Using the Resistance Reducer Tool
(An example from Iowa submitted by Dr. Troyce Fisher, director of the Iowa Wallace grant) Creating a Sense of Public Urgency for Change
Context: The Leadership Partnership is the steering committee that directs the work of the Wallace grant in Iowa. It represents fourteen different shareholder groups, all of whom have a vested interest in supporting leaders as they work for increased student achievement for all. In a retreat in March of 2009 the group began to address barriers that might exist for all school leaders as they work to implement the Iowa Core Curriculum.
Working Assumptions With Which We Began:
Leaders at the local level need external support from key “consumer” groups in order to change the nature of schooling in order to produce results that match 21st century needs.
Leaders at the local level need support from practitioners within the educational community because they so often impact external “consumer” groups.
We lack a sense of urgency in Iowa to make the changes implicit in the Iowa Core Curriculum.
We lack the public will to support leaders in making transformative changes in practice.
It is the relationships at the local level that will allow the permission and support necessary to impact school improvement.
The constituencies represented in the Leadership Partnership recognize that without a planned effort to create a public sense of urgency and public will that can provide “political cover” to leaders, we will not accomplish the goals of the Iowa Core Curriculum.
After spending time identifying what we’re moving towards and from as we create successful learners, earners, and citizens we began the work of crafting our message for the general public. We knew we needed to be articulate about what we’re hoping to change “TO” (minus “educationese”) while at the same time not creating a crisis of confidence in our schools as they currently are delivering learning experiences.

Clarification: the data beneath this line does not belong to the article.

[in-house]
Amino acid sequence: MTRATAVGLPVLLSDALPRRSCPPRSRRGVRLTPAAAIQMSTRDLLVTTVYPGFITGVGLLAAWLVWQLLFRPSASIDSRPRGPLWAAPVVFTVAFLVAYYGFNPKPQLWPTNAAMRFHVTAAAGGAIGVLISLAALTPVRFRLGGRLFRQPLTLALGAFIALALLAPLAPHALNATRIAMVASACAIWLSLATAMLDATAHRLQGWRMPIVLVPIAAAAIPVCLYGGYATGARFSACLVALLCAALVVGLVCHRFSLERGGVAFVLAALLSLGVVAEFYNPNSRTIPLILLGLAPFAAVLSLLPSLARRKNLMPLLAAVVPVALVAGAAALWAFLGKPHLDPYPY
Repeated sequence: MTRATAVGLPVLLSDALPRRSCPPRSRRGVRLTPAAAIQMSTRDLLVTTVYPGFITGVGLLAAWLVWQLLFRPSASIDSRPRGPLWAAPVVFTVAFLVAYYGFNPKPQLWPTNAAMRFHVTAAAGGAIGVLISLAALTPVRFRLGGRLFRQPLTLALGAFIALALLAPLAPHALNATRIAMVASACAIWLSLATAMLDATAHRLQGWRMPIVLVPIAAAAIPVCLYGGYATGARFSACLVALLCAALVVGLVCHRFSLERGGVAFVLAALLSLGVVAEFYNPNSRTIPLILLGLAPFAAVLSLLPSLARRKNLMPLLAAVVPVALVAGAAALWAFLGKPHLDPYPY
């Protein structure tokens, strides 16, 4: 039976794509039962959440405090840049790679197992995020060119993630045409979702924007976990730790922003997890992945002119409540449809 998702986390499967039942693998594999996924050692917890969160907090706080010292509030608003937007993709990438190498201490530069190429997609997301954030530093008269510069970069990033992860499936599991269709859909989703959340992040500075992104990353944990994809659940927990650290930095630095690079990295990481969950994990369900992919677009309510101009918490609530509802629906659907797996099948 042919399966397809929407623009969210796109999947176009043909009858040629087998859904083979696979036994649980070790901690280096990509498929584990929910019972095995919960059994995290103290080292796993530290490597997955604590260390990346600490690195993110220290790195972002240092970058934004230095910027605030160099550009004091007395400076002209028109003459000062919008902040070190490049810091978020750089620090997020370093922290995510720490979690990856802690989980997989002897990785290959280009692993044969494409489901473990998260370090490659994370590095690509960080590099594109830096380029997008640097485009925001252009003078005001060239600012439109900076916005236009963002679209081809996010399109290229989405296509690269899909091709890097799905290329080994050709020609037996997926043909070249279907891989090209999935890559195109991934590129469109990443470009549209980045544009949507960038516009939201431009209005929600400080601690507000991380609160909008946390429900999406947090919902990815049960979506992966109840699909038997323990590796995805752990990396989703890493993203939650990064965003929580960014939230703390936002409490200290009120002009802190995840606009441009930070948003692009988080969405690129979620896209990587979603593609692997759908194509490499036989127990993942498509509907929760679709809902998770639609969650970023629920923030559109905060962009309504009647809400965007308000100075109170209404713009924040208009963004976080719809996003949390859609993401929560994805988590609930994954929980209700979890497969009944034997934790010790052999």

We used the “Translating The Message” portion of the tool and the conversation became very rich. We took key words and phrases that we often use to frame the message about why schools need to change and then tried to anticipate how key constituencies might get confused and/or resist the message because of how we stated it. Here are some examples of our work:
When We Say: They May Hear/Think:
21st Century Learning Aren’t we already in the 21st century?
Higher Order Thinking Skills Educational gobblygook
Regionalization/Collaboration School consolidation
Iowa Core Curriculum Content only (not rigor, relevance, pedagogy)
That exercise helped us identify areas of resistance and how we might minimize them at the onset by crafting our words carefully. Then we went back to the first part of the tool to identify actual changes that are implicit in the Iowa Core Curriculum and identified the pluses and minuses of each of the major changes by framing them as gains and losses for those impacted. (In another application of this tool, a steering committee charged with redesigning our principal academy went through the first portion of the tool as a way to surface its thoughts about the proposed recommendations. This proved exceedingly helpful. After identifying the pluses and minuses/gains and losses/, the individuals were literally asked to take a stand for which of three options they preferred. I doubt that we would have gotten as honest a distribution if we hadn’t surfaced the resistance in a safe way through the use of the tool.)
We kicked off the public sense of urgency campaign in mid-September through collaboration with the School Administrators of Iowa and Iowa’s intermediate service agencies by hosting Tony Wagner, author of the Global Achievement Gap. We are also using The Principal Story and a companion television program highlighting Iowa Principals for this campaign. We anticipate using the rest of the Leading Change Tools to further craft our approach as we develop resources to help local leaders.